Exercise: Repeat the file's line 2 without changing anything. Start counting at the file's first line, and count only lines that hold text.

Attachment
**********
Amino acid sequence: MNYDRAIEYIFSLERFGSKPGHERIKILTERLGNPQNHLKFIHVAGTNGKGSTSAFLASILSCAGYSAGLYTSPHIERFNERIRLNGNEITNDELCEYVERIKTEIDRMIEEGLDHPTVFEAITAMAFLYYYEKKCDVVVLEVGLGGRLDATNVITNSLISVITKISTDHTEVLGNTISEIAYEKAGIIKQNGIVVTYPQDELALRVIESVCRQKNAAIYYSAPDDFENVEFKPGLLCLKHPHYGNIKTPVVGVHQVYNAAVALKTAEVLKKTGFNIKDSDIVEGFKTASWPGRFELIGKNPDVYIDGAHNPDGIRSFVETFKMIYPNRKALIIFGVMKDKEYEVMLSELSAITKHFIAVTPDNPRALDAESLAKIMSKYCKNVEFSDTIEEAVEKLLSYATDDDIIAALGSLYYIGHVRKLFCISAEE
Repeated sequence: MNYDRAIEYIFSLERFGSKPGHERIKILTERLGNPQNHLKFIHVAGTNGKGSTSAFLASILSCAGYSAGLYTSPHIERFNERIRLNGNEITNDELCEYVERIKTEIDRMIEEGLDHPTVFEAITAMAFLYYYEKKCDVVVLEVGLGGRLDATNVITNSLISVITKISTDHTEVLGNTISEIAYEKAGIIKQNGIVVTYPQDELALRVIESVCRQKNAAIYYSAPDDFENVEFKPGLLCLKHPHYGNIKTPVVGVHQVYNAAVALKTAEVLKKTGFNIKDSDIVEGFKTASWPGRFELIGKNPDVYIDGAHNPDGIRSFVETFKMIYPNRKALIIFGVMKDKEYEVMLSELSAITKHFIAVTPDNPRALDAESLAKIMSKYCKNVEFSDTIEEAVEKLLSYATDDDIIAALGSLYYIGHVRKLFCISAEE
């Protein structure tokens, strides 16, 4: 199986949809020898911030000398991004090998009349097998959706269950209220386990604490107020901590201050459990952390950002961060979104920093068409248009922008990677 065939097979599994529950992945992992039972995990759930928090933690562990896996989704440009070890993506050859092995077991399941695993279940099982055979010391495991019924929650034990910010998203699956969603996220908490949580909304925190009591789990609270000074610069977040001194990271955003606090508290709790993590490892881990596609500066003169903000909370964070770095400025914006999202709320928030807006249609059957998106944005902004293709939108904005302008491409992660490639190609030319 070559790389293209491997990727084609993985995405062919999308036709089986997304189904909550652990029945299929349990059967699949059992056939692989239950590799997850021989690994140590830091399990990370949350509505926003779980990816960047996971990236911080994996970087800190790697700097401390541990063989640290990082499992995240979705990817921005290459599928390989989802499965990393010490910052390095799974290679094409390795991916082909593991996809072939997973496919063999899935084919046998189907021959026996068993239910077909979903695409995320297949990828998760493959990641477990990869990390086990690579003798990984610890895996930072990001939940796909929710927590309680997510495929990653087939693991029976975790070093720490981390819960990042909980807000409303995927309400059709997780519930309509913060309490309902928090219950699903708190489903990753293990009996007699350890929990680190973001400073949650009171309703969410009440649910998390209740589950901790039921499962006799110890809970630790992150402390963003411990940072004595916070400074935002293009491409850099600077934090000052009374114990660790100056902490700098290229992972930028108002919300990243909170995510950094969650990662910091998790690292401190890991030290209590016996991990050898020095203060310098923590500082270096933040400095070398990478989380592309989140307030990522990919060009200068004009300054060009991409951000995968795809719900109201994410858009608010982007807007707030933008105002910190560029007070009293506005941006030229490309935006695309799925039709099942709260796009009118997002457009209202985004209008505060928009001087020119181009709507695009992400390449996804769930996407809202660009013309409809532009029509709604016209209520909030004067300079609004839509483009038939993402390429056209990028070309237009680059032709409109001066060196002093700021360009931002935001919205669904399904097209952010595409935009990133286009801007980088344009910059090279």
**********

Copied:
Repeated sequence: MNYDRAIEYIFSLERFGSKPGHERIKILTERLGNPQNHLKFIHVAGTNGKGSTSAFLASILSCAGYSAGLYTSPHIERFNERIRLNGNEITNDELCEYVERIKTEIDRMIEEGLDHPTVFEAITAMAFLYYYEKKCDVVVLEVGLGGRLDATNVITNSLISVITKISTDHTEVLGNTISEIAYEKAGIIKQNGIVVTYPQDELALRVIESVCRQKNAAIYYSAPDDFENVEFKPGLLCLKHPHYGNIKTPVVGVHQVYNAAVALKTAEVLKKTGFNIKDSDIVEGFKTASWPGRFELIGKNPDVYIDGAHNPDGIRSFVETFKMIYPNRKALIIFGVMKDKEYEVMLSELSAITKHFIAVTPDNPRALDAESLAKIMSKYCKNVEFSDTIEEAVEKLLSYATDDDIIAALGSLYYIGHVRKLFCISAEE